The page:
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amother




Rose
 

Post Tue, Nov 29 2022, 11:34 pm
amother Mocha wrote:
Lovely of you to want to host dd but know that many many many women don't have the luxury of going home to Mom after delivery. Probably most women. Nobody I know had this luxury, I live in an apartment jungle and not only didn't people go home to Mother, they didn't have room for Mother to stay over, or Mother was still employed and couldn't get so much time off. They manage. Their husbands step up to the plate, they hire help, or they grit their teeth and slog through any way they can. Pleasant it's not but fatal it's also not. Your dd will survive.


It seems like some posters didn't read that part where OP mentioned that her daughter has complications which is why she needs help. Caring for a baby by herself might very well be life threatening for her.
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essie14




 
 
 
 

Post Tue, Nov 29 2022, 11:45 pm
I didn't go to my mother and she didn't come help me.
We had cleaning help and ate take out and DH took some days off.

If you want to pay for that, OP, that would certainly be a nice gesture. But many mothers work full time and don't fully take care of their postpartum daughters.

You can pay for a baby nurse, as well.
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amother




Jetblack
 

Post Wed, Nov 30 2022, 12:19 am
zaq wrote:
"Almost everyone" has their kids over? This is news to me. If this were true, there would be no such thing as kimpatorin homes.


In some communities, this is what most people do for first baby. Don't start bashing about entitlement if you don't know the first thing about a community.

OP, I know some people who had a few kids sleep by grandparents etc. as a temporary arrangement.
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losingweight




 
 
 
 

Post Wed, Nov 30 2022, 12:34 am
OP can you rearrange the dining room furniture to accomodate some beds for the week? In most chassidish communities the kimperurin goes to her mom or kimpeturin home to rest up. Seldom do they go straight home.
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Iymnok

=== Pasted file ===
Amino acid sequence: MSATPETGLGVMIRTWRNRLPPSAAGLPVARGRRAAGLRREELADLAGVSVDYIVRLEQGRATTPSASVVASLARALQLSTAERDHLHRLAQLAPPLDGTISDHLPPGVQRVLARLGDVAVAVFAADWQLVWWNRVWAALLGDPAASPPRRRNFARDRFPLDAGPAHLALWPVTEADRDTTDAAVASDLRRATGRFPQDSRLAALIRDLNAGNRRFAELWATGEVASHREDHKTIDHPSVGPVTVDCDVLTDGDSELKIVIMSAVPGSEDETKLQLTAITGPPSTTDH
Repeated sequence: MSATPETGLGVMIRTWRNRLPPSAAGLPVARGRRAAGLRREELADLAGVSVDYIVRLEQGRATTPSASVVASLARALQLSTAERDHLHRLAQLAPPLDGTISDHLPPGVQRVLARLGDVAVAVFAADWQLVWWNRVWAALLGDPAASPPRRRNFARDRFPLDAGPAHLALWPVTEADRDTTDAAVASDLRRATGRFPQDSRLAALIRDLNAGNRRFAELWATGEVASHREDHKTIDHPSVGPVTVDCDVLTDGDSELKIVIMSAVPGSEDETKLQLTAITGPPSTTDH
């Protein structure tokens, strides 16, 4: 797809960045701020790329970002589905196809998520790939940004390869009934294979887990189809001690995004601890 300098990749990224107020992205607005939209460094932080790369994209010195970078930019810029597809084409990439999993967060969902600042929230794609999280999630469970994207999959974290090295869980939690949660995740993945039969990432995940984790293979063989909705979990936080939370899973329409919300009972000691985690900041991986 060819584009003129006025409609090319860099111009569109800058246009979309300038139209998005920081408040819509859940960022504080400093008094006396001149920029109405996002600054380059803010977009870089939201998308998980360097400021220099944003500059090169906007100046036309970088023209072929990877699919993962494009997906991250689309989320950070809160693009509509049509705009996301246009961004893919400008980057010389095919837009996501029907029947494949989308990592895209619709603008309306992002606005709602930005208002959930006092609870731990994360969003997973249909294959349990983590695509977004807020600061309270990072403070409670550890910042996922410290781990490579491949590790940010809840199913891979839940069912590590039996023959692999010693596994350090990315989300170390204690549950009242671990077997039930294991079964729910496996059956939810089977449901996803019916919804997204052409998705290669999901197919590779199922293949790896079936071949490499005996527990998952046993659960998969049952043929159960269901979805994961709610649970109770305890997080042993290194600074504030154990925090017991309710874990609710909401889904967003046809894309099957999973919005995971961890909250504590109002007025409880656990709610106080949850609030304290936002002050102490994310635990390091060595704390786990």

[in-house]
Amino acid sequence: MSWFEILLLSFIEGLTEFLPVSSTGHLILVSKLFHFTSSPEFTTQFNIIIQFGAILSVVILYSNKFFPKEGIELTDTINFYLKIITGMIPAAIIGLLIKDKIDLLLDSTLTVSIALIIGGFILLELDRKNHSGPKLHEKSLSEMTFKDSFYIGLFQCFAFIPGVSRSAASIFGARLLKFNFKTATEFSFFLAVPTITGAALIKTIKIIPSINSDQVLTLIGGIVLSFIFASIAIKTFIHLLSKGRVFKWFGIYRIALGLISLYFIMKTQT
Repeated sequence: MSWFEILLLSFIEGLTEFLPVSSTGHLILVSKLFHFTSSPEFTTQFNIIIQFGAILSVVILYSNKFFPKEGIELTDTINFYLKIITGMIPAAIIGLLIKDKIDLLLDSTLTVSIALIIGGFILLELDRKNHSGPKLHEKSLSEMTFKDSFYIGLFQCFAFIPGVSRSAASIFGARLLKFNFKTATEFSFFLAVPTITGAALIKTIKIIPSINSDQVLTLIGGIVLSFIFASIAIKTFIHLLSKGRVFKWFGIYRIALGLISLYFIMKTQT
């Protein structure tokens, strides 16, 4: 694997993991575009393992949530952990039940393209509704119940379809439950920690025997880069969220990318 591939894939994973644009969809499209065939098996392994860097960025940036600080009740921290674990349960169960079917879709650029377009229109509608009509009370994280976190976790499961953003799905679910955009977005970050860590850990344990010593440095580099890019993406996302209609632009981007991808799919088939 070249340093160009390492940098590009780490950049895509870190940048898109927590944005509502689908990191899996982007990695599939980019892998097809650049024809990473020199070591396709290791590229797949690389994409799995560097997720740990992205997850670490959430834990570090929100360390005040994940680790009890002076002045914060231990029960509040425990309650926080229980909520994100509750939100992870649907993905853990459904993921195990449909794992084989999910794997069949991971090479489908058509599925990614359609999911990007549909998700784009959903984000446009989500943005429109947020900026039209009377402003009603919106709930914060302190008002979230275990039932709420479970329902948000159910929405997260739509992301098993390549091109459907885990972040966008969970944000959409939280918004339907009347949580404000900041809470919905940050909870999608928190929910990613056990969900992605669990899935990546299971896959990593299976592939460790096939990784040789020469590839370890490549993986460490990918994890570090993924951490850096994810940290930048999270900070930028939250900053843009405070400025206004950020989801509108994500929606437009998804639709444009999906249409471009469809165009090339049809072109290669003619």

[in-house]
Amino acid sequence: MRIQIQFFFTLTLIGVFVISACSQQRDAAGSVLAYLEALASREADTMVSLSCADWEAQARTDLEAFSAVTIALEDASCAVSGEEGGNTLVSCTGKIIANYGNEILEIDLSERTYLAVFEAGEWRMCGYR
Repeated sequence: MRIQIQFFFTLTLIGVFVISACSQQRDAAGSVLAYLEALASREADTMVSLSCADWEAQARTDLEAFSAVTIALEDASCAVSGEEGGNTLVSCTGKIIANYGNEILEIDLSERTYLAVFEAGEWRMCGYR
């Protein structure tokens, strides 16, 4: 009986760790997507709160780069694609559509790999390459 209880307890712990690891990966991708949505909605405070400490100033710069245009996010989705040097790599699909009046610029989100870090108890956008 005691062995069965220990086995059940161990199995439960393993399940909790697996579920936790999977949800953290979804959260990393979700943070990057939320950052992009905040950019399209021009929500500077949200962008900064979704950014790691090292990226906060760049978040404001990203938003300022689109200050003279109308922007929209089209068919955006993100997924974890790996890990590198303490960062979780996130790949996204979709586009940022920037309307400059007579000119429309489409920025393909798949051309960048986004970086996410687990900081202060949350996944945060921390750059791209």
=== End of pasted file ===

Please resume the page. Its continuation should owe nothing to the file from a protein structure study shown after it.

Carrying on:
Post Wed, Nov 30 2022, 1:23 am
I was in Israel, my mother in America. She asked me when it’s best to come and she’d come for two weeks. She stayed either in my apartment or in a neighbor’s guest room. BH she was able to. It was a huge help.
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LovesHashem




 
 
 
 

Post Wed, Nov 30 2022, 1:25 am
amother Navy wrote:
What do they do in Israel with their small apartments?


Were used to living in smaller spaces.
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amother




Brass
 

Post Wed, Nov 30 2022, 3:15 am
LovesHashem wrote:
Were used to living in smaller spaces.


That's true but I don't have the luxury of moving in to my mother's house because there is no room. My mother comes to visit me when she can (she also works full time) and DH takes off vacation to be around. MIL sends in food and somehow we manage. My MIL would quite happily host us but it's very small there and I want my own space after birth.
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WitchKitty




 
 
 
 

Post Wed, Nov 30 2022, 3:46 am
Around here most young women go to the mother after birth. The first 2-3 births at least. The only ones I know who didn't were those whose mothers gave birth at the same time.
Kids share beds or couches. It's only one room you need.
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amother




Oatmeal
 

Post Wed, Nov 30 2022, 5:05 am
If you live far away, is the new mother going to be up to traveling to you? Especially with complications? My in laws invited us to come when my first was 2 months old and I couldn't make the trip.
Does she even want to come to a house packed with younger siblings?
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amother




Rainbow
 

Post Wed, Nov 30 2022, 8:51 am
WitchKitty wrote:
Around here most young women go to the mother after birth. The first 2-3 births at least. The only ones I know who didn't were those whose mothers gave birth at the same time.
Kids share beds or couches. It's only one room you need.


Community norms or not, everyone in this picture is adults. Seems like she hasn't given birth yet. Why can't the adults have a conversation to work out a plan. Presumably the dd is quite well aware that her mother lives in a small house and doesn't have room for her. And the dd is obviously aware that she'll need significant help because of complications. So I'm not understanding why mom and dd don't work out a plan that takes everything into consideration.

Personally, I don't agree with moving kids out of their rooms for an extended period of time. In emergency cases or for short stays, it's fine. But for longer stays, it's unfair to them. Some kids may not sleep as well, some kids feel like they're personal space has been overtaken, especially if they're delegated to the couch and have limited access to their personal stuff in their rooms.
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Just One




 
 
 
 

Post Wed, Nov 30 2022, 9:08 am
This adult everybody's taking about might be a 19 year old who's just figuring out how to adult. Part of the equation for marrying kids off young is that mom and extended family are there to step in for the first couple of years.

If OP's daughter comes from a community where going to mom after birth is expected, that might be her daughter's after birth plan, complications or not. Leaving her in a lurch is unfair.

If doubling kids up and squeezing them in for two weeks is really not feasible, then I second the idea of paying for a night nurse and some extra cleaning help.